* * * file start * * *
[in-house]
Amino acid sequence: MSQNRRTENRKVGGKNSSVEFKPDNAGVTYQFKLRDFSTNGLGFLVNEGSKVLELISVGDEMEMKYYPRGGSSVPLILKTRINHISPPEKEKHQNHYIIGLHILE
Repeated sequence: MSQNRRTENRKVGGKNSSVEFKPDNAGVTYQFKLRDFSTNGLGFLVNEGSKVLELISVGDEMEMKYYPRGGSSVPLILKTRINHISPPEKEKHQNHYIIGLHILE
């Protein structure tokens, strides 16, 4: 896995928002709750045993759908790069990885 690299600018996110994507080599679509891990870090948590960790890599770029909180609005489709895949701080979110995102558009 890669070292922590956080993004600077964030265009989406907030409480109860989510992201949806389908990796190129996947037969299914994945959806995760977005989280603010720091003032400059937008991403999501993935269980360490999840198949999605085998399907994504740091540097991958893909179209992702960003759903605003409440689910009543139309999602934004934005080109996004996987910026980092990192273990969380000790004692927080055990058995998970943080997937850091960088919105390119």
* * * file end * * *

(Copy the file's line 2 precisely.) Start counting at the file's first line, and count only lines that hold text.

Amino acid sequence: MSQNRRTENRKVGGKNSSVEFKPDNAGVTYQFKLRDFSTNGLGFLVNEGSKVLELISVGDEMEMKYYPRGGSSVPLILKTRINHISPPEKEKHQNHYIIGLHILE